30 September 2016

 
The colourful wildlife is abundent in Costa Rica
On cloud nine!
When the sky touches the rainforest in Cost Rica, wonderful things happen. For John Stapleton and his wife Lynn Faulds, the exprerience was incomparable
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ur world weary male travelling companion was adamant. ‘Seen one rainforest, you’ve seen them all,’ he said gloomily on learning that our respective partners had organised what they described as ‘an adventure in Costa Rica’. As someone with little appetite for trekking anywhere, let alone through what I imagined to be a sodden jungle, I shared his lack of enthusiasm – until we arrived. Costa Rica is, quite simply, one of the most beautiful countries I have seen in more than 40 years of travelling the world. And there can be few more spectacular views than that from the Villa Blanca, an eco-hotel sitting on top of a hill near the town of San Ramon.

Built to resemble a Victorian settlement, it houses guests in cosy cabins with log fires for chilly nights. But its greatest charm is its location, offering a 360-degree panorama of treeclad mountains and not a rainforest, but the somewhat bizarrely named Los Angeles Cloud Forest. The cloud that shrouds the forest in the morning gives this 2,000-acre site the moisture it needs for its astonishing abundance of flora and fauna. It’s a paradise for twitchers, with no fewer than 250 species of birds, including toucans and more than 30 types of humming bird.
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The eco-hotel, Villa Blanca
Villa Blanca, the former home of a Costa Rican president, is owned by a company dedicated to conservation and sustainable tourism. But the environment they are so anxious to protect is under threat. Unless the rest of the world takes drastic action to cut carbon-monoxide emissions, they say the cloud will no longer come down low enough to give the forest the water it needs. And locals reckon that within ten years the forest could be dry and the animals forced to find a new habitat. It would be a tragedy for the area but only a setback for Costa Rica. For such is the dramatic contrast in its landscape – low wetlands in some areas, spectacular mountains and coast in others – that there will still be plenty to see. For example, just two hours by car up the well maintained road from the Los Angeles forest is the Arenal Volcano.

Dormant for 400 years, it erupted in 1968, killing 87 people and destroying three small villages that were buried beneath hot lava, rock and ash. The volcano still spews out potentially deadly avalanches of lava and red-hot boulders – and the Lost Iguana Hotel, sometimes feeling uncomfortably close by, is an ideal location from which to view this breathtaking show. That said, it doesn’t happen every night and some days the top of the volcano is covered in cloud. If you don’t mind paying £5 for a plastic tumbler of wine or bathing with hundreds of others, you should also visit the nearby Tabacon Grand Spa and Thermal Resort.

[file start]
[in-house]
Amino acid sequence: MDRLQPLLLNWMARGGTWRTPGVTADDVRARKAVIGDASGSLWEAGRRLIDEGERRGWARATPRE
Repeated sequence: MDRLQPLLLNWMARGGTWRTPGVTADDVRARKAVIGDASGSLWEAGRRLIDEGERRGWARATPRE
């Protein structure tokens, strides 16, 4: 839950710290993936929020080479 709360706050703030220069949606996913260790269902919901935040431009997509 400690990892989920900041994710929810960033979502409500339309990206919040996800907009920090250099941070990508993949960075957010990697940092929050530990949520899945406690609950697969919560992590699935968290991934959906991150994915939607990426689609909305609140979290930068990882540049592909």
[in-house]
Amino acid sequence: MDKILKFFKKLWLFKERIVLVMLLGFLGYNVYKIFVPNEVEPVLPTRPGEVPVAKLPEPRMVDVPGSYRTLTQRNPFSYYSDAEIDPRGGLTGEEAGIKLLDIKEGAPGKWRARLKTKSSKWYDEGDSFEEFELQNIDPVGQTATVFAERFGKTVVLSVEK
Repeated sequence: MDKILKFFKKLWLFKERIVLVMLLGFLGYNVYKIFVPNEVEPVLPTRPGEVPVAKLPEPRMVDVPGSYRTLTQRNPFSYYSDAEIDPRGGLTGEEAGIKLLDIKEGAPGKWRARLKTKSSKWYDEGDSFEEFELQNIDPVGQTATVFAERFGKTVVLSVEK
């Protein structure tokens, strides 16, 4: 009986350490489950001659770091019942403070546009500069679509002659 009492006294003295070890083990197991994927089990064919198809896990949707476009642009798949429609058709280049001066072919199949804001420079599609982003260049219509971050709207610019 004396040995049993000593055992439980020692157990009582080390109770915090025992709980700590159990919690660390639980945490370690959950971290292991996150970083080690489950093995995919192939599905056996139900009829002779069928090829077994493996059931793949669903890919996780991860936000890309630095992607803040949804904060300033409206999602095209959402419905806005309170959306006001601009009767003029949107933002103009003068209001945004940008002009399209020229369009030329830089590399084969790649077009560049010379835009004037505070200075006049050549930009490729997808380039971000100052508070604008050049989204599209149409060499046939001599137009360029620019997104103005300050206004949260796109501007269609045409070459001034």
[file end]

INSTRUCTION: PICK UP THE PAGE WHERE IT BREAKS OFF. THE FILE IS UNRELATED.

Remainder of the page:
Set in tropical gardens, it has cascades, waterfalls, and steamy hot pools of geothermal water bubbling up directly from the heart of the volcano. Spurred on by our Los Angeles experience, we opted for a walk through the local rainforest along elevated swaying bridges listening to a wildlife symphony of birds and monkeys. Four hours by road to the north-west of Arenal, on the Pacific coast, lies what the brochures call Costa Rica’s Gold Coast. To get there, you drive up twisty roads that suddenly, without warning, run out of tarmac and some that have never had any.
It has wild cats, wild pigs, snakes, raccoon and coyote. And for the adventurous, there are canopy tours – speedy rides suspended on a line 100ft or so above ground past fig trees full of howler monkeys doing what they do best: howling. Even our travelling companion was impressed.
The atmospheric cloud forest
"Set in tropical gardens, it has cascades, waterfalls, and steamy hot pools of geothermal water."
Then you pick up what they grandly call the Pan American highway – a highway in name only with sections that give even the most experienced drivers cause for concern. The bonus is that now, after the mountains and lakes around Arenal, you are in flat gaucho country – going through dusty little towns and past mile upon mile of haciendas where they breed some of the world’s finest horses. Our destination was the Playa Pan de Azucar, where we stayed at the remote but idyllically situated Sugar Beach Hotel – with an iguana for company outside our front door each morning.
But it is worth the effort, serving steak that melts in your mouth and a carpaccio of raw fish beyond compare, accompanied by a stunning Sauvignon, for less than £20 a head. It was the closest we came to sophistication in our entire time there. From a tourist’s point of view, Costa Rica is not, thank God, fully developed, not quite up to speed. On a sailing trip we took, the skipper left port with 20 passengers on board but without an auxiliary engine.

He didn’t go through a safety drill and had no lifebelts on board. The mainsail ripped and was rendered useless, and when we nearly came to grief on a reef he had to cut loose and abandon two anchors to get us out of trouble. Quite an afternoon! Getting to and from Costa Rica isn’t always easy, with flights not necessarily being direct. Our journey home comprised four legs and took the best part of 24 hours. But it’s worth it. Whichever way you get there, hurry – just in case more of that cloud and those rainforests do disappear.


Original article published in Feb 2008. All info and prices correct at time of publication.
"We opted for a walk through the local rainforest along bridges listening to a wildlife symphony of birds and monkeys."
Smoking Arenal Volcano
Enjoy the wildlife
Rincon de la Vieja National Park
 
 
 
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